[00:15:16] Jordan Harbinger: Right.
[00:15:17] Marion Nestle: I mean, this sounds subtle, but there's a big difference between that and saying, "We want to know what this product does for health."
[00:15:25] Jordan Harbinger: Sure.
[00:15:25] Marion Nestle: Big difference.
[00:15:26] Jordan Harbinger: I would assume if you run that study and you say, "Hey, turns out no cognitive benefits whatsoever." That's the last time you get selected for funding from that company forever.
[00:15:35] Marion Nestle: Right.
[00:15:36] Jordan Harbinger: Yeah.
[00:15:36] Marion Nestle: Yeah. You know, I kept track for a while and I have a blog at foodpolitics.com and for a whole year, at least once a week, every time I had five studies that were funded by industry, I posted them on my website. And at the end of the year, I had 168 studies and of those 156 had results that were favorable to the sponsor's interest.
[00:16:02] Jordan Harbinger: That's a large percentage.
[00:16:03] Marion Nestle: A very large percentage. Now, this was not a systematically collected study which is what I ran across. And the only scientific conclusion I can make is it's easier to find industry-funded studies with favorable results than it is to find industry-funded studies with unfavorable results but I thought, you know, that was pretty clear. I can look at the title of a study and it's almost always with fruits and vegetables. Pomegranates will improve cognitive [funding]. I know exactly who paid for that study.
[00:16:38] Jordan Harbinger: Cognitive function, right? Is what you meant, not cognitive funding?
[00:16:40] Marion Nestle: Did I say funding?
[00:16:42] Jordan Harbinger: Yeah. Speaking of cognitive function. Yeah.
[00:16:46] Marion Nestle: Right.
[00:16:46] Jordan Harbinger: That's a funny error.
[00:16:47] Marion Nestle: Yeah.
[00:16:48] Jordan Harbinger: And I see those ads and didn't — I was going to bring this up later in the show, but I know that POM Wonderful got sued into oblivion — well, maybe not oblivion, because they're still around and still selling — for making ridiculous claims. I could be making this up, but wasn't there a claim about erectile dysfunction or something like that?
[00:17:05] Marion Nestle: Right.
[00:17:05] Jordan Harbinger: And it's like, give me a break.
[00:17:07] Marion Nestle: Yeah. They were making health claims that have to be approved by the FDA and the FDA took a dim view of them. And they weren't marketing pomegranate juice as a supplement. If they'd been marketing it as a supplement, the rules for claims on supplements are different and they could have gotten away with it if it was a supplement, but they had a nutrition fax label on it. So they had to change the wording of their claims, but people love health claims. Health claims sell products.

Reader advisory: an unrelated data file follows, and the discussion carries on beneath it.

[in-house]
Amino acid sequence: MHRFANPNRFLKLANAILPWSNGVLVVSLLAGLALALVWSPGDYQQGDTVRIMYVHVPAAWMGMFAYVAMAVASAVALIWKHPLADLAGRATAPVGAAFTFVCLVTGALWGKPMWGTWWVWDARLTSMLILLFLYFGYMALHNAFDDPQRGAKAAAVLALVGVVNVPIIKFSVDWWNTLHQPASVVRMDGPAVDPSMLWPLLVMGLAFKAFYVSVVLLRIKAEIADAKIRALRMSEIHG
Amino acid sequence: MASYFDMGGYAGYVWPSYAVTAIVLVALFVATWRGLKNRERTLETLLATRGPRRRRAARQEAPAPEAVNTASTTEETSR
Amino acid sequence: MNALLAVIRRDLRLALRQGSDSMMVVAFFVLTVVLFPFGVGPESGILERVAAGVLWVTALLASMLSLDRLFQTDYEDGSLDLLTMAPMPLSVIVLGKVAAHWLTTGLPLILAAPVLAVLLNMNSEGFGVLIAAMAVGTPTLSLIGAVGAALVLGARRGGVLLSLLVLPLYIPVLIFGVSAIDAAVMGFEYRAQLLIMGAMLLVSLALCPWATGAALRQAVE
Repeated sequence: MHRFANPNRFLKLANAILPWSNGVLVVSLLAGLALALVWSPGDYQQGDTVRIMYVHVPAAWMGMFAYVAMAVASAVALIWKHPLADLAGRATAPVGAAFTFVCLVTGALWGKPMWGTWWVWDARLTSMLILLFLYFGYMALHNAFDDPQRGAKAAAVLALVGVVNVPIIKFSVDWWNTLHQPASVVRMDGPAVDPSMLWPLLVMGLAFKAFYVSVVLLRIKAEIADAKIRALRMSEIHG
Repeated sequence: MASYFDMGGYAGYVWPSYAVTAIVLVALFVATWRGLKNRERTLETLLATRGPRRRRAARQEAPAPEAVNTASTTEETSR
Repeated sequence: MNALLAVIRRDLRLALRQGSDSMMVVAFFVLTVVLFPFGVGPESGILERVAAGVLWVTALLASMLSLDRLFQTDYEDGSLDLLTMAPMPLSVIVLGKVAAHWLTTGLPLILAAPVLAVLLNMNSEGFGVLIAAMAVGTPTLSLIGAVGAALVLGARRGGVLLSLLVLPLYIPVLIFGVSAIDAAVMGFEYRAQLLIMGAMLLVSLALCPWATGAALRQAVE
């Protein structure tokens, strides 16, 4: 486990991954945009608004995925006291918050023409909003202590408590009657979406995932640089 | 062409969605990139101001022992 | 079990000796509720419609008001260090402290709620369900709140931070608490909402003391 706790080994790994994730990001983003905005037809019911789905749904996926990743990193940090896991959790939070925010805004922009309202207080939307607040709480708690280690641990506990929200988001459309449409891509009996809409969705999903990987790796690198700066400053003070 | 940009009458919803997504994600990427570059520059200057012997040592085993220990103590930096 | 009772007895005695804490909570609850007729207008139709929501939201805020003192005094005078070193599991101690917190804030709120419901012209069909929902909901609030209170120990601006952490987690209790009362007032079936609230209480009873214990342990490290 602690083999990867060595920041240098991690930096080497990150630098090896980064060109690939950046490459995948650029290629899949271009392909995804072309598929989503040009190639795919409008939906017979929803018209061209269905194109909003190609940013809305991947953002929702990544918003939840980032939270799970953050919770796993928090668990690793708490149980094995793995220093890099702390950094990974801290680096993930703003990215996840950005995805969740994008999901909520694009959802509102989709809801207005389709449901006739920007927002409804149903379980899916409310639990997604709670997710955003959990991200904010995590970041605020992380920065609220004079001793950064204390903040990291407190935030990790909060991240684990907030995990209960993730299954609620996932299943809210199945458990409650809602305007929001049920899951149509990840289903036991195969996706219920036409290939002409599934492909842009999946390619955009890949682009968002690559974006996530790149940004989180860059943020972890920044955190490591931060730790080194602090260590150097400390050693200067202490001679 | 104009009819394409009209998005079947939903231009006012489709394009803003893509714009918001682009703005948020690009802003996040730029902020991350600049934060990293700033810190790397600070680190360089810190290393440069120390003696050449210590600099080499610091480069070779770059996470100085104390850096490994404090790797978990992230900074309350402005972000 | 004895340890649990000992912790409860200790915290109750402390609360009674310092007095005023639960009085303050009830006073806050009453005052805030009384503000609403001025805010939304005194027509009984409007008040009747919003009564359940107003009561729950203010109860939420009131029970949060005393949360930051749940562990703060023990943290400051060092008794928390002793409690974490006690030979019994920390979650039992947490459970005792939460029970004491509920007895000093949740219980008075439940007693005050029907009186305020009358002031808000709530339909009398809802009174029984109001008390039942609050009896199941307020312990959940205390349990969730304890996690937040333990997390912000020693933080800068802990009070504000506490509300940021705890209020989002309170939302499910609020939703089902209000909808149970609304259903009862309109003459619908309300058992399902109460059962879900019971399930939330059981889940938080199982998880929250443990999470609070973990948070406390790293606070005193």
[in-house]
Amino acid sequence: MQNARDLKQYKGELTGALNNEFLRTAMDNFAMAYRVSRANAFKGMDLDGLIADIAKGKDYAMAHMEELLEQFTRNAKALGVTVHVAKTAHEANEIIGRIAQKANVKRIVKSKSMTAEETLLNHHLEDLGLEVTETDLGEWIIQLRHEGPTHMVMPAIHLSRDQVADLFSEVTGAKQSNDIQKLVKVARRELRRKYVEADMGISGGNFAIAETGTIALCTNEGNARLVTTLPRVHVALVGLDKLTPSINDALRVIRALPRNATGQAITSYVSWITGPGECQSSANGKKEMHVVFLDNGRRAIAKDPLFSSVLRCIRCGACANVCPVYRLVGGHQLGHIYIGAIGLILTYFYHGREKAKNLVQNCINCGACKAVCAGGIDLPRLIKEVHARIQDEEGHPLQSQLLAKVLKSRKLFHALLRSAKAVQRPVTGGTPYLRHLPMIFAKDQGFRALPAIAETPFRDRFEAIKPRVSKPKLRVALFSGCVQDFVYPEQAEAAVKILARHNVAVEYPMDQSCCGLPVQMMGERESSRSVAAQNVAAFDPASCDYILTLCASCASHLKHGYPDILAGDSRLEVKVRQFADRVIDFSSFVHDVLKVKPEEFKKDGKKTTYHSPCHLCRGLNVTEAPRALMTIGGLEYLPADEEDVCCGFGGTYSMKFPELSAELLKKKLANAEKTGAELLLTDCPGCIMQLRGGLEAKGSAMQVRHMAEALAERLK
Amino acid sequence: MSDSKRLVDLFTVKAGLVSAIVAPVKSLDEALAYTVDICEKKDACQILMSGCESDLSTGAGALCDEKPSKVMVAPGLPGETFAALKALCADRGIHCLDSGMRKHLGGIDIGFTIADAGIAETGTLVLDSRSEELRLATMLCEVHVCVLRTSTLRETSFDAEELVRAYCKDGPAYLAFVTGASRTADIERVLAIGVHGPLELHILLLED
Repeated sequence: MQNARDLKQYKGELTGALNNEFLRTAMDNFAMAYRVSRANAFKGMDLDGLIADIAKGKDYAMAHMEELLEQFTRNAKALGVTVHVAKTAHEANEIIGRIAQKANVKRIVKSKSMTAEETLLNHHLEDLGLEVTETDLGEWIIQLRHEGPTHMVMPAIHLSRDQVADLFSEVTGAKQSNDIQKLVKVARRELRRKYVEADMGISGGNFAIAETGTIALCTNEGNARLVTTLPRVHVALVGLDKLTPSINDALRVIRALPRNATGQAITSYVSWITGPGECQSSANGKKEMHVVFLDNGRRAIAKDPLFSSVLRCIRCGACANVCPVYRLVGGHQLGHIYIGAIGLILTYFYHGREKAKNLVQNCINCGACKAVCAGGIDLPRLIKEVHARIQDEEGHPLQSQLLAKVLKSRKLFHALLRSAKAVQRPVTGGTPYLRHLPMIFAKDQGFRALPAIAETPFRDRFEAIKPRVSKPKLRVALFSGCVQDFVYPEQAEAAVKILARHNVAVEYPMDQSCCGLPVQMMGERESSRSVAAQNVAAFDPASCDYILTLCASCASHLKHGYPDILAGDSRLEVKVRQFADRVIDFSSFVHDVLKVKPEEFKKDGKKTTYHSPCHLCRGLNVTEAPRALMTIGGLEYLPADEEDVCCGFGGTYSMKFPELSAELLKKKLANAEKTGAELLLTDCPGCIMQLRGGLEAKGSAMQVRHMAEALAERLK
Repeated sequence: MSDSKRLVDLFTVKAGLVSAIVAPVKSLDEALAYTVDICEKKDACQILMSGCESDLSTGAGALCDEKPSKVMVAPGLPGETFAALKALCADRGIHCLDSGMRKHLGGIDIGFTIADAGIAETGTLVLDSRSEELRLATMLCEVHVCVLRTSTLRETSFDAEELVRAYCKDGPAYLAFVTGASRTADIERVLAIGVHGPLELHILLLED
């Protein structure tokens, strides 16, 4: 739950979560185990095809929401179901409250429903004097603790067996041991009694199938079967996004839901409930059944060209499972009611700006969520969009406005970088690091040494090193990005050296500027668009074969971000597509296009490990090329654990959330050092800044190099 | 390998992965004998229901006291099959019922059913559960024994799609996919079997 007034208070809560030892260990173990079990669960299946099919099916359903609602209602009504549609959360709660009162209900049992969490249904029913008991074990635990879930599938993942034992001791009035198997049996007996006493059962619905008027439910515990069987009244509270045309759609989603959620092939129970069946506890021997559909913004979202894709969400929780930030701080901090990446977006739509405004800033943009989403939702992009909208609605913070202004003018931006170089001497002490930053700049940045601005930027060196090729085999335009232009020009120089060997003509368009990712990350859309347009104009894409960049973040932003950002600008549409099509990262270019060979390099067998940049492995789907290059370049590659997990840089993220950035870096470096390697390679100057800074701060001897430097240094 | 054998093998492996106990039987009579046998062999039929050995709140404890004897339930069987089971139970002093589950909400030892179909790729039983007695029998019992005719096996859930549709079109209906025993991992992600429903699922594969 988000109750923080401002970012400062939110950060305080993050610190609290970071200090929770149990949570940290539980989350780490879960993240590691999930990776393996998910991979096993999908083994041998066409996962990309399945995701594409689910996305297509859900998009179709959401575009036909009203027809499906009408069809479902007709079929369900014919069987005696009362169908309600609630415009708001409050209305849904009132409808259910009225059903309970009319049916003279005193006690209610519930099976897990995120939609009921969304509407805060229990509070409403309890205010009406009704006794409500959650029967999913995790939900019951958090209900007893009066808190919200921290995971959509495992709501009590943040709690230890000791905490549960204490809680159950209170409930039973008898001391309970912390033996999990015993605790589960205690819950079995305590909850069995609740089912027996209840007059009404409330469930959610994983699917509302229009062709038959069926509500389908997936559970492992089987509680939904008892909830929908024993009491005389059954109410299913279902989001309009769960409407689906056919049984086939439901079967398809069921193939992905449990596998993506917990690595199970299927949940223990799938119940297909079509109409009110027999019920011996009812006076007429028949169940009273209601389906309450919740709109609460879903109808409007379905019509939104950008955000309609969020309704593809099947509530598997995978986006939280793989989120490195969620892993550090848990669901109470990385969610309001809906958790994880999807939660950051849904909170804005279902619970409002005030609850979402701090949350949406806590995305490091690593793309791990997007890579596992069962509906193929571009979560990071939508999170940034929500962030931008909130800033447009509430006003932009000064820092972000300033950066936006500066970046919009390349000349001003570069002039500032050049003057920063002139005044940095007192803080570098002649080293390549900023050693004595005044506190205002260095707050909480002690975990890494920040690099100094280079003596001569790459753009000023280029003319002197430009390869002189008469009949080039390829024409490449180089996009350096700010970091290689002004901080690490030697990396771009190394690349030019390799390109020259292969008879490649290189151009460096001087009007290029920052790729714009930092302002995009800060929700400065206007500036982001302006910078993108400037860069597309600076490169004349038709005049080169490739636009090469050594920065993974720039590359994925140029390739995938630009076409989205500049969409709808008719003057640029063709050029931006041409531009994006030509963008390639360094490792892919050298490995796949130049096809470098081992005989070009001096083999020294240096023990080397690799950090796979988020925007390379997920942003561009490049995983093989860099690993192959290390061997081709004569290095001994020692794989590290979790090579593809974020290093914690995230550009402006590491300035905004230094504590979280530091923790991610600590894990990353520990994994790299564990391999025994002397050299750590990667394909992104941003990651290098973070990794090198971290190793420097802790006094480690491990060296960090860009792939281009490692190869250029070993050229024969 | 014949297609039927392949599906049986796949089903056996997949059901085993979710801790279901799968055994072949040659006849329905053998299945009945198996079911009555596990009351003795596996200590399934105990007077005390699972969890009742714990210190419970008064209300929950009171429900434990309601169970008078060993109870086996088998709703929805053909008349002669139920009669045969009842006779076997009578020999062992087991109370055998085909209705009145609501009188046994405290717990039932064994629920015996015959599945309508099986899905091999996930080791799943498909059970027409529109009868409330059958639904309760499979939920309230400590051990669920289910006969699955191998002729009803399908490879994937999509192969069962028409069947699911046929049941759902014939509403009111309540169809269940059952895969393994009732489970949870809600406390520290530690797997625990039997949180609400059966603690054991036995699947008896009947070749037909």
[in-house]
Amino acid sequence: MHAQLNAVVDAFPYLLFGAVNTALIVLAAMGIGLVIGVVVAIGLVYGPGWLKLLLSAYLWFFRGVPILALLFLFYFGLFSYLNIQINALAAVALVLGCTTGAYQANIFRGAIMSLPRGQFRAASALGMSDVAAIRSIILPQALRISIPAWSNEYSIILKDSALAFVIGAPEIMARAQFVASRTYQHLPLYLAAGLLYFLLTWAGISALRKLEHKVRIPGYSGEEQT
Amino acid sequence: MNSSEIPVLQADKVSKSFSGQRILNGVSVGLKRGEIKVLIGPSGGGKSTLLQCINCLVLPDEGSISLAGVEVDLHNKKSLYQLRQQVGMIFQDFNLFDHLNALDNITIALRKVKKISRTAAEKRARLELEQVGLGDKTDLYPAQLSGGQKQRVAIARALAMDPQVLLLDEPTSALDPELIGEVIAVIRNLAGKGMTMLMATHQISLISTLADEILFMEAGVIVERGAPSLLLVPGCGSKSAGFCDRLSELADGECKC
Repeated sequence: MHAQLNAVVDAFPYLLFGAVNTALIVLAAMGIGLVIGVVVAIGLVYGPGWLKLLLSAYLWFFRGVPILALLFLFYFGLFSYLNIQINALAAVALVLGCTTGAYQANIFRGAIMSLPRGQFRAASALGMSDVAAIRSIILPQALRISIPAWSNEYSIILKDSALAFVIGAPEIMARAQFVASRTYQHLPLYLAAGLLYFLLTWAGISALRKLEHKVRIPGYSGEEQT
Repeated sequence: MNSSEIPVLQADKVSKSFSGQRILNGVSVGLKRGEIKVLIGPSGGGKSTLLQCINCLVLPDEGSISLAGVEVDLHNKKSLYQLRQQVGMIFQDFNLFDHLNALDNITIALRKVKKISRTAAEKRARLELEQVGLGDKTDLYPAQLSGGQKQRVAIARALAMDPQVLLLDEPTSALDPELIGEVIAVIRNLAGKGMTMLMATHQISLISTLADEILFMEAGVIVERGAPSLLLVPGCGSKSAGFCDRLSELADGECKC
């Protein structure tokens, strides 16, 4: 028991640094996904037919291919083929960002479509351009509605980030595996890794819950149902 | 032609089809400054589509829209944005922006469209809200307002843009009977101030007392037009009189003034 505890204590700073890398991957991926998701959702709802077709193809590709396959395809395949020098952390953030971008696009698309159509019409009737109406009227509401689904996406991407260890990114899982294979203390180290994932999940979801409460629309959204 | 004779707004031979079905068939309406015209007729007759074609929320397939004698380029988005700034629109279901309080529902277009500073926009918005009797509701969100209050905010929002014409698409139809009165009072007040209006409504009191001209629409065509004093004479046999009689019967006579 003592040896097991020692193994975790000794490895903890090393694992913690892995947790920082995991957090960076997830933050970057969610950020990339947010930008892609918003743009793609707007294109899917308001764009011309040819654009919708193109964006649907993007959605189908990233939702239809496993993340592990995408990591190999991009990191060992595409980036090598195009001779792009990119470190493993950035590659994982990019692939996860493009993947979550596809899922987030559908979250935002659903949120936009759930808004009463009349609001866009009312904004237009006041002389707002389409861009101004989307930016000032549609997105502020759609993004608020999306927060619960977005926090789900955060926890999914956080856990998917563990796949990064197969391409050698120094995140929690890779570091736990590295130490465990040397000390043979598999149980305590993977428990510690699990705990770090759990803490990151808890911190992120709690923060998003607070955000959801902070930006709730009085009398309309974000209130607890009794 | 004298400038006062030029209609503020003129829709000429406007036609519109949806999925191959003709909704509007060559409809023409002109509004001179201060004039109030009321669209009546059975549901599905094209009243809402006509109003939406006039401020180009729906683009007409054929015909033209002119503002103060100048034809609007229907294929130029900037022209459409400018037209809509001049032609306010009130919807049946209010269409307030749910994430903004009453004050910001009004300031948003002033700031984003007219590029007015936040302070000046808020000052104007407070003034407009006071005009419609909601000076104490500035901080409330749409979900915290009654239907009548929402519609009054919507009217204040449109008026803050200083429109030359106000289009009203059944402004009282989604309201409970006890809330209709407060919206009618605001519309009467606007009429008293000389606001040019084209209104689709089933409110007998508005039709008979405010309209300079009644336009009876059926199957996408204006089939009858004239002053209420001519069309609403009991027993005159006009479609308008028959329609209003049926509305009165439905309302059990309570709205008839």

[00:17:35] Jordan Harbinger: I can say that one's not true. Once you see the price of that juice, you will absolutely lose any erection you may have had upon purchase. That stuff is super—
[00:17:42] Marion Nestle: Right.
[00:17:43] Jordan Harbinger: —overpriced. Those are the same, and this is just a side note, it has nothing to do with the actual food. But that company is also owned, I believe, by the wife of another guy, who's basically draining all the water out of California to grow almonds that should — they have no business being grown in California. And these two people are charmers.
[00:17:59] Marion Nestle: Well, they're also the people who import water from Fiji.
[00:18:04] Jordan Harbinger: Right. These are the top three. It's like water in California, problem. Water being imported from Fiji, which has a water shortage and being sold in plastic bottles, problem — POM Wonderful and it's the same two people who own these companies.
[00:18:16] Marion Nestle: Well, they're doing very well.
[00:18:17] Jordan Harbinger: I mean, they're doing well for themselves. They are going to be remembered very poorly by history. No matter how they try to white watch their reputation.
[00:18:24] Marion Nestle: Yeah, but doing well is what all this is about.
[00:18:27] Jordan Harbinger: I know.
[00:18:27] Marion Nestle: It's where keep coming back to. Food companies, even though they produce foods we love, they are not social service agencies and cannot be looked at as social service agencies. It's a mistake to look at them as a public health—
[00:18:41] Jordan Harbinger: Mm-hmm.
[00:18:42] Marion Nestle: —force, you know, and it's caused them a lot of problems. I mean, food companies could do anything they wanted until obesity became a problem in the United States. And the statistics now are that three-quarters of American adults are overweight or obese. That's a lot of overweight. And if you're going to do something about that, you got to encourage people not to choose a lot of those products. That's not good for business.
[00:19:12] Jordan Harbinger: You're listening to The Jordan Harbinger Show with our guest Marion Nestle. We'll be right back.
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[00:22:26] Now back to Marion Nestle.
[00:22:30] This is probably an overstatement, but would you say to some degree, if you know who funds it, you can often predict the results of a study? Is that a fair statement?